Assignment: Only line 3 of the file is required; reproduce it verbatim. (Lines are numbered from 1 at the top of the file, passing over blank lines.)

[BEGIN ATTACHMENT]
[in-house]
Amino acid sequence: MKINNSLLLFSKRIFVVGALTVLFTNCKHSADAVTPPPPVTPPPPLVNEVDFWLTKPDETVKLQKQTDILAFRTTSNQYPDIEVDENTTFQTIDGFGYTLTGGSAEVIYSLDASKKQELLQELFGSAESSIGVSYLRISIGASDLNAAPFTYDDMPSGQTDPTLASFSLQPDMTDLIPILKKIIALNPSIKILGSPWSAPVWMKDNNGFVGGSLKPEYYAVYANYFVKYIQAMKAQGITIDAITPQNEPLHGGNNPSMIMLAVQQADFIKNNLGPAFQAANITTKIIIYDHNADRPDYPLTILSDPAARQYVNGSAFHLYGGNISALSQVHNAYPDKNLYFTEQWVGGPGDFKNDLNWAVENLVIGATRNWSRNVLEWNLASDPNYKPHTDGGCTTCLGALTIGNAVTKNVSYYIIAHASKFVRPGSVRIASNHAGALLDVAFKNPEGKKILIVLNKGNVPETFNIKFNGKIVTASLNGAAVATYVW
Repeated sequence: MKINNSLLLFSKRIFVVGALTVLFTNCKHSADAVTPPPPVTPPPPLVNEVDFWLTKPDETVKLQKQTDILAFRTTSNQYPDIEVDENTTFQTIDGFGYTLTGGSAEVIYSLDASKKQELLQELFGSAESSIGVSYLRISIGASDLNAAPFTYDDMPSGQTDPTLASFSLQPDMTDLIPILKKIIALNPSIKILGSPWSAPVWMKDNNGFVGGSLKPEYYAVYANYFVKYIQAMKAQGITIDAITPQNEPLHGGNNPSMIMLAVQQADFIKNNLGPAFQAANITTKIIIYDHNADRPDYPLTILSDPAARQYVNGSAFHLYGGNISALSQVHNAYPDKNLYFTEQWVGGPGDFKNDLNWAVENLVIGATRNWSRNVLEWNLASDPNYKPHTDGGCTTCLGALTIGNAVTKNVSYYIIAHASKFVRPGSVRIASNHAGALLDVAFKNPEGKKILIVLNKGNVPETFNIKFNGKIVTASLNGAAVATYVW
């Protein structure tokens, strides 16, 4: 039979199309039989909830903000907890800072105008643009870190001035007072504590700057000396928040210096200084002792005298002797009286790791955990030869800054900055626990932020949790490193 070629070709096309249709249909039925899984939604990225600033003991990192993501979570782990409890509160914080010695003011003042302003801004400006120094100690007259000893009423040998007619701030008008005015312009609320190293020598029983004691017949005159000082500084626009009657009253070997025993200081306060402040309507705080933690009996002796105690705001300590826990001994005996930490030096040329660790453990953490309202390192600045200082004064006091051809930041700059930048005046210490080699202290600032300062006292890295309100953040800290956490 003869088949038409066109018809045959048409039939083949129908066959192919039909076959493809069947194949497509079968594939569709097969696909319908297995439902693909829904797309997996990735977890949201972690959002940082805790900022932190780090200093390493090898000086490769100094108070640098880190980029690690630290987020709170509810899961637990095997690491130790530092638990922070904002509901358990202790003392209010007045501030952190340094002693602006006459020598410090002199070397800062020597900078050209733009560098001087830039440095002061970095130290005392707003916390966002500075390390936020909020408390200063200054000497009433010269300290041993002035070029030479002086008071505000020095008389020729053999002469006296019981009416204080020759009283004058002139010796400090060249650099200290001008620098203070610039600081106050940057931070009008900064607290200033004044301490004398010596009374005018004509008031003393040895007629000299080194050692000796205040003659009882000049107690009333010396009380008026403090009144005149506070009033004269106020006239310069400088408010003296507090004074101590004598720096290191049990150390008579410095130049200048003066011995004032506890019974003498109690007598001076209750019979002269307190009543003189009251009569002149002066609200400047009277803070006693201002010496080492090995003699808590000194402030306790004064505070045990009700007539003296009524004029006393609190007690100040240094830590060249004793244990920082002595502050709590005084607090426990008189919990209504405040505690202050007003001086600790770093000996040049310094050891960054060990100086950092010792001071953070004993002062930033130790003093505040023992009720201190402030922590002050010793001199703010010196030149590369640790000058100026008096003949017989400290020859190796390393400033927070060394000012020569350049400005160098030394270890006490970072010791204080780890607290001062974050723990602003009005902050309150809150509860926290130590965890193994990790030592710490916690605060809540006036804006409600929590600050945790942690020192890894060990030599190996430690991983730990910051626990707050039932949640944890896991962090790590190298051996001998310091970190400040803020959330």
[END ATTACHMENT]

Repeated sequence: MKINNSLLLFSKRIFVVGALTVLFTNCKHSADAVTPPPPVTPPPPLVNEVDFWLTKPDETVKLQKQTDILAFRTTSNQYPDIEVDENTTFQTIDGFGYTLTGGSAEVIYSLDASKKQELLQELFGSAESSIGVSYLRISIGASDLNAAPFTYDDMPSGQTDPTLASFSLQPDMTDLIPILKKIIALNPSIKILGSPWSAPVWMKDNNGFVGGSLKPEYYAVYANYFVKYIQAMKAQGITIDAITPQNEPLHGGNNPSMIMLAVQQADFIKNNLGPAFQAANITTKIIIYDHNADRPDYPLTILSDPAARQYVNGSAFHLYGGNISALSQVHNAYPDKNLYFTEQWVGGPGDFKNDLNWAVENLVIGATRNWSRNVLEWNLASDPNYKPHTDGGCTTCLGALTIGNAVTKNVSYYIIAHASKFVRPGSVRIASNHAGALLDVAFKNPEGKKILIVLNKGNVPETFNIKFNGKIVTASLNGAAVATYVW